As meditation is becoming more widespread and popular in Western cultures many people are wondering what is meditation? What are the benefits of meditation? Why is meditation becoming so popular? While I plan to answer all of those questions about meditation, here we’ll just cover… what is meditation?
For a lot of people, when they hear the word meditation they often think of someone sitting cross legged on the ground. They see them with their arms resting on the knees, their thumbs and pointer fingers touching while humming “ommmmmmm”. And yes, that can be the way some people practice meditation. And yes, it is an image that we have seen over and over again for meditation (see above). It doesn’t mean that’s how meditation always has to be done or that’s exactly what meditation is.
This doesn’t mean that for you to learn and practice meditation you have to sit like that and say weird words out loud. There are various ways to meditate but let’s first learn about what is meditation.
What is Meditation?
Let’s start with one common misconception about meditation (and yoga) and that is that it is not a religion or a prayer. At least it doesn’t have to be. While meditation has many roots in different religions, over the years as it has come to Western cultures and become more modern, meditation is now being looked at as a science.
It’s not so much about spiritual growth (it can be for some) but instead, it is and has been studied for many things like stress reduction, relaxation and over all improvement in mental health well-being. (read more about the benefits of meditation here).
Depending on the culture the definition of meditation can vary. Being in the U.S. and living life in the Western culture, we will talk about the more modern meaning of what meditation is.
Meditation is a mental technique to turn in towards your inner self and the present moment. Meditation is a transformation of the mind in that the mind comes to a complete restful state of consciousness
Facts about meditation
The word meditation comes from the Latin word meditatio which is from the verb meditari, meaning “to think, contemplate, devise, ponder”
According to Wikipedia “Meditation can be defined as a practice where an individual focuses their mind on a particular object, thought or activity to achieve a mentally clear and emotionally calm state.” There is a lot more information on the history of meditation and meditation in different cultures on their site if you want to read more about it. (I’m not one for normally finding my sources on Wikipedia but it’s a start).
Meditation is the beginning of learning how to train your mind so that you can be in control of your thoughts. As we learn to meditate and practice meditation we are gaining more control of what our minds are doing and what we do with our thoughts. This is a huge step in becoming more mindful, learning how to control your thoughts & emotions and how to live in the present moment.
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Many of us have heard or seen this quote. Where it originates from is not definite (but it’s not Lao Tzu). While I think there is more to this quote, I love the general idea of it. Because it has been shown that meditation, mindful living, living in the present is best for our mental health. We will see less symptoms of depression and anxiety if we are living in the present.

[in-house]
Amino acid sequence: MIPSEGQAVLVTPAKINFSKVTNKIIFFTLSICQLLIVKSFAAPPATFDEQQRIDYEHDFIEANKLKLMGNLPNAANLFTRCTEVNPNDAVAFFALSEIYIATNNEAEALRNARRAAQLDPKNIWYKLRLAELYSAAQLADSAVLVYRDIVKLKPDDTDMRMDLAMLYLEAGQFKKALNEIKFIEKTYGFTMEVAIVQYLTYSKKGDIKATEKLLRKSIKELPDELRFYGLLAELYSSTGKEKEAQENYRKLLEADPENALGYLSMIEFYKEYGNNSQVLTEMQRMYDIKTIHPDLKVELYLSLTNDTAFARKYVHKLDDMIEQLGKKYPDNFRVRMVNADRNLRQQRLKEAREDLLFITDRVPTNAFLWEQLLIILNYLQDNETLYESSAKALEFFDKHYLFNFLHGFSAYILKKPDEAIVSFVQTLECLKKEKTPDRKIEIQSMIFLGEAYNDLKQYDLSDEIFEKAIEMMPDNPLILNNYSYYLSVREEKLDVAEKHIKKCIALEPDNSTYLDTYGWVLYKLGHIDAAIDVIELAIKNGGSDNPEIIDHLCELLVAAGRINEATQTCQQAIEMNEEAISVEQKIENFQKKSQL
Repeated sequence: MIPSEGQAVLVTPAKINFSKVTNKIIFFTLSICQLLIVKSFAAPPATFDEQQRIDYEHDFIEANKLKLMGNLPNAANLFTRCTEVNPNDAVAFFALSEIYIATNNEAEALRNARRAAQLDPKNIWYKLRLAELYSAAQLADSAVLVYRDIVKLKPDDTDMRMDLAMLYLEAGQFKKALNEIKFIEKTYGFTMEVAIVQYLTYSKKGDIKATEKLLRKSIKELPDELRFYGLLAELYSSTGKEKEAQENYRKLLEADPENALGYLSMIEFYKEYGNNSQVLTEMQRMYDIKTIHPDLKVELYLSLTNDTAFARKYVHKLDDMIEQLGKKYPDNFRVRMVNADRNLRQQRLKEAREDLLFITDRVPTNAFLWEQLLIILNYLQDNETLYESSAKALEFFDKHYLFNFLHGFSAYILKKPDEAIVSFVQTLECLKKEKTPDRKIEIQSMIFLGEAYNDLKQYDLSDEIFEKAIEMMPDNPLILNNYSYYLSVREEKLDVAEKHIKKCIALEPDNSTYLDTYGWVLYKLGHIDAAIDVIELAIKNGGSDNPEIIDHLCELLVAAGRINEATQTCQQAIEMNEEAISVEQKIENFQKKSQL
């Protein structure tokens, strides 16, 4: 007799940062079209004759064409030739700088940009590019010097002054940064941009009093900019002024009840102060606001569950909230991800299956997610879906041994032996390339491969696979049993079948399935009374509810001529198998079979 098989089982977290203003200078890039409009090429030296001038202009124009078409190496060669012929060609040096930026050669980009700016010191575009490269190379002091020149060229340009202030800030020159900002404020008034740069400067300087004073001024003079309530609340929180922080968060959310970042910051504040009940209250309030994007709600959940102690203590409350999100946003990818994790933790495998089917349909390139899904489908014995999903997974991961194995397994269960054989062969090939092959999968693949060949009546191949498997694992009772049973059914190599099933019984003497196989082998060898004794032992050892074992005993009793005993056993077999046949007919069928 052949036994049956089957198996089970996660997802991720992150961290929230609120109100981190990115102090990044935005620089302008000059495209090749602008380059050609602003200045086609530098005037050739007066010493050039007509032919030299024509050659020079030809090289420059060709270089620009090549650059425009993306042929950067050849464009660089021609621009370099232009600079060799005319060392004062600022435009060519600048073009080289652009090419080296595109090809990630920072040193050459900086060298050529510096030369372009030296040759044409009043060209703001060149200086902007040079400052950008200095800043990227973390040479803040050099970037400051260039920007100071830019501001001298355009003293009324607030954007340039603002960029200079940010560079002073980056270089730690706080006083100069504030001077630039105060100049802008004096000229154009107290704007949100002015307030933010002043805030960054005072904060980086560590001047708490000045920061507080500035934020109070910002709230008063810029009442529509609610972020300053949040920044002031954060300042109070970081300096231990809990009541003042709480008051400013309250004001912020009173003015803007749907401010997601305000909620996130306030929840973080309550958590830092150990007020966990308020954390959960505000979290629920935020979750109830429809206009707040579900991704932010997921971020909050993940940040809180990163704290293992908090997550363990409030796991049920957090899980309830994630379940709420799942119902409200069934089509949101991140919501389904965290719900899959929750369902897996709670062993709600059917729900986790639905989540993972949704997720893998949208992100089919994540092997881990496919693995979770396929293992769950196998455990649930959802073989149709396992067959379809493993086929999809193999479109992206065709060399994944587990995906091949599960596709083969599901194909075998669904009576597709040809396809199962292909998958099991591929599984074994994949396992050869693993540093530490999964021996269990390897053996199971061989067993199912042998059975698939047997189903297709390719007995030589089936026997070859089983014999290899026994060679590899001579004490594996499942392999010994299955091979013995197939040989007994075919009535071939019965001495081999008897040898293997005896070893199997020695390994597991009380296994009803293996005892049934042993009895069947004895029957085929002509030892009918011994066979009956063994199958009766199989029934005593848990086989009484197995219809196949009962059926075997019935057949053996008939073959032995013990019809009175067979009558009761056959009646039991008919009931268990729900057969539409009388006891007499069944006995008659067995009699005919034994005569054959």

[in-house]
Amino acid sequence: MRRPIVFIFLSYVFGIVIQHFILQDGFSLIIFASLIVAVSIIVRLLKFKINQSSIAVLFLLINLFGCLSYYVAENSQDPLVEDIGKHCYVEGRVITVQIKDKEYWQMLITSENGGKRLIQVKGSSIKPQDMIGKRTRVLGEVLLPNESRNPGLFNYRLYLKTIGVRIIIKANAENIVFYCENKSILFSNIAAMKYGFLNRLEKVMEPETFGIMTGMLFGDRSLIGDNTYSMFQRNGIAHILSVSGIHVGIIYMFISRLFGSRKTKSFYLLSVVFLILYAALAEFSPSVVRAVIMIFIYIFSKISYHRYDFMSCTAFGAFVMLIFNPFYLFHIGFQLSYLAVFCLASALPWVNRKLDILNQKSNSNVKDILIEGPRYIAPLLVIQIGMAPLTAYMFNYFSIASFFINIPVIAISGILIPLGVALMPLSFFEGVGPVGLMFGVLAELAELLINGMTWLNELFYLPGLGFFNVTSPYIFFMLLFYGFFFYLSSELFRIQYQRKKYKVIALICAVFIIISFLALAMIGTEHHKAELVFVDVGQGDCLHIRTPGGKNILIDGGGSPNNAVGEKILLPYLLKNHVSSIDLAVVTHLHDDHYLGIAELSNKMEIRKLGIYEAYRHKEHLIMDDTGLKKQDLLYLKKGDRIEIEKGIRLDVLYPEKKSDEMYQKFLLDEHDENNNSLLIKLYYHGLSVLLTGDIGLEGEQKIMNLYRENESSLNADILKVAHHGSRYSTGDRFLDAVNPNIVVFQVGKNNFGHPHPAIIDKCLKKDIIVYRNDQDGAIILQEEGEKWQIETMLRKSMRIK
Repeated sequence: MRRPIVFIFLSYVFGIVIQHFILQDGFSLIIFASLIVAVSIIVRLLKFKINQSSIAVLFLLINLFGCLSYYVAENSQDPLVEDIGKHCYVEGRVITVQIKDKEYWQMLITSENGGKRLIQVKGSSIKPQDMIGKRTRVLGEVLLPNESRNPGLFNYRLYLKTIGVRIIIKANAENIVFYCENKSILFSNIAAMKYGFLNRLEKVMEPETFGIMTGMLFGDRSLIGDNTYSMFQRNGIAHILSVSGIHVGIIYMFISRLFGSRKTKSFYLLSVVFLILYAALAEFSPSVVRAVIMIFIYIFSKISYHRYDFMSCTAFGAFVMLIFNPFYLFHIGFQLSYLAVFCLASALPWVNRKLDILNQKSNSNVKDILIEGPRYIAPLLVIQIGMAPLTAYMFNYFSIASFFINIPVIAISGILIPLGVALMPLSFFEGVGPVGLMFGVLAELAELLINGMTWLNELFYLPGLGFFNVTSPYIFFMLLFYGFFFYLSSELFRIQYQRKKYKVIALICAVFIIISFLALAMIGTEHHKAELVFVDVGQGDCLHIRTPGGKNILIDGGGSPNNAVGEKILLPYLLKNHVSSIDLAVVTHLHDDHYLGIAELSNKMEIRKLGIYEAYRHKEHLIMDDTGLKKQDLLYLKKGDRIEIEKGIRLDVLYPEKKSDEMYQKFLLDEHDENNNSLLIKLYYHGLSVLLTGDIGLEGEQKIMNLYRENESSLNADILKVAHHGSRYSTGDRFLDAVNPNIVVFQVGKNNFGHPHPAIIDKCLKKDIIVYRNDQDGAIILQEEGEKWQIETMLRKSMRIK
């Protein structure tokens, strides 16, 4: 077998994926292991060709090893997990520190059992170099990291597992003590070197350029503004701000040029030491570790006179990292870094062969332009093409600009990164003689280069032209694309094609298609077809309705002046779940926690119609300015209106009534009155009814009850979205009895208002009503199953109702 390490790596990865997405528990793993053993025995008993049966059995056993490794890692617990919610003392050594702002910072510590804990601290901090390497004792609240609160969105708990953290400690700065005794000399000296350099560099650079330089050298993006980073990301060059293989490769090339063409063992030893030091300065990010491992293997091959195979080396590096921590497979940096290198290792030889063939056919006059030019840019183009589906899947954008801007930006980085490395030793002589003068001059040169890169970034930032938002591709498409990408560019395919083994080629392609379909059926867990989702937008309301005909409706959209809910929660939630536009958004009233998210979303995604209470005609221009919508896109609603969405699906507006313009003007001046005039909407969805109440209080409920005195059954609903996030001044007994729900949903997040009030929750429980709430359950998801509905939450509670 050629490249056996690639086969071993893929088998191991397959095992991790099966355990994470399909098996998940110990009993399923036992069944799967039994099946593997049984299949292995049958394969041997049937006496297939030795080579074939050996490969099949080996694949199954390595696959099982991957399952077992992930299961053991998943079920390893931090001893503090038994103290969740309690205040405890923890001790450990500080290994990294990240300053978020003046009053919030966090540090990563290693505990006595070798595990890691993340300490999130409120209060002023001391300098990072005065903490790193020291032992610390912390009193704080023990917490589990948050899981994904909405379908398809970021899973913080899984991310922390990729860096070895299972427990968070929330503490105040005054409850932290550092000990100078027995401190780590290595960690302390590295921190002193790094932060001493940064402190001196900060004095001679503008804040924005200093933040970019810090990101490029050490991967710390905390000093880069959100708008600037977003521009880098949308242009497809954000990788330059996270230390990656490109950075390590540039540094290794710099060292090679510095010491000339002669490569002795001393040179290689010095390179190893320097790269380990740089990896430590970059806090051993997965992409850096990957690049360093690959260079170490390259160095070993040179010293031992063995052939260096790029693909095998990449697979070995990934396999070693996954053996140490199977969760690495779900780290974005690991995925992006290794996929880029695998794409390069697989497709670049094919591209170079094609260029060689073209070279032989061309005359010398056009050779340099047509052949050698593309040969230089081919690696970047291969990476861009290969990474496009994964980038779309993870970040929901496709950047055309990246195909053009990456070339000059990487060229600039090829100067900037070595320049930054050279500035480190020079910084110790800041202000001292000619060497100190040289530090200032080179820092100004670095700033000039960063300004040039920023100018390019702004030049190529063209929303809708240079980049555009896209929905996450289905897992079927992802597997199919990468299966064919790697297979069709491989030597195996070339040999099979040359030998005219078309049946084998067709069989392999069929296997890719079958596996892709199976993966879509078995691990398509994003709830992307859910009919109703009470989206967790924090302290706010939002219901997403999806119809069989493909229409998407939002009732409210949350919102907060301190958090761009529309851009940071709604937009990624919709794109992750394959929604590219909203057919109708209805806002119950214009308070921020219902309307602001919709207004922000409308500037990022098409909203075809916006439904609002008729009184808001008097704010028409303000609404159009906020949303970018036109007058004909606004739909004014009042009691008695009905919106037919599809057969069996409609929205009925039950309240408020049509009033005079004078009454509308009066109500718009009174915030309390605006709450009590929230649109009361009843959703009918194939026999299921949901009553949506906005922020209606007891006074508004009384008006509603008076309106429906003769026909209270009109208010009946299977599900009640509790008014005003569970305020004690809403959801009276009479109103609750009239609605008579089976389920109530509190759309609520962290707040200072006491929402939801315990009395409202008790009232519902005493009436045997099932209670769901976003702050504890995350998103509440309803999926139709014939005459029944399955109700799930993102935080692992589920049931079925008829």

How do we learn to live in the present?
As we learn to meditate, we learn how to control our minds and thoughts. A key part of meditation is clearing & silencing the mind while still being fully awake and alert.
Tips for Meditation
- While meditating, you cannot stop thoughts from coming. It’s going to happen. Allow it to happen. It’s what you do with those thoughts that make the difference. This is also what makes the difference in our lives when thoughts and emotions come to us. We cannot stop them from coming but if we are aware and have trained our minds (through meditation) we do get to control what we do with these emotions and thoughts.
- When thoughts come during meditation, recognize them then put them aside. Turn your focus back to your breathing. Focus on the air filling your lungs and the air leaving your lungs. Focus on breathing in for 3 to 5 counts then out for 3-5 counts. Another thought will pop up again. Just accept the thought and go back to focusing on your breathing and meditation practice.
- During meditation your focus should mostly be on your breath & body sensations. It is best to practice sitting up straight on the ground (on a soft blanket, block or pillow) with your eyes closed and placing your arms and hands in a comfortable position. It is not required that you sit like this and if you are just starting out and feel a little goofy then sit however you feel most comfortable. This is your meditation practice and you need to do what you feel is best for you!
- Find a quiet place where you won’t get interrupted since a main goal is to silence your mind. Sometimes though, this might mean doing a 1 minute meditation practice in the car (I know how crazy life can get). While that can work the hope is that you can find 5-10 minutes to practice meditating daily in a place you have designated for meditation. But hey, the 1 minute car meditation is better than no meditation.
Through meditation practice you will find that your mind is transforming. It will become calmer. You will become better at controlling your thoughts and emotions. You will think more clearly and openly, finding a more peaceful yet energizing state of mind.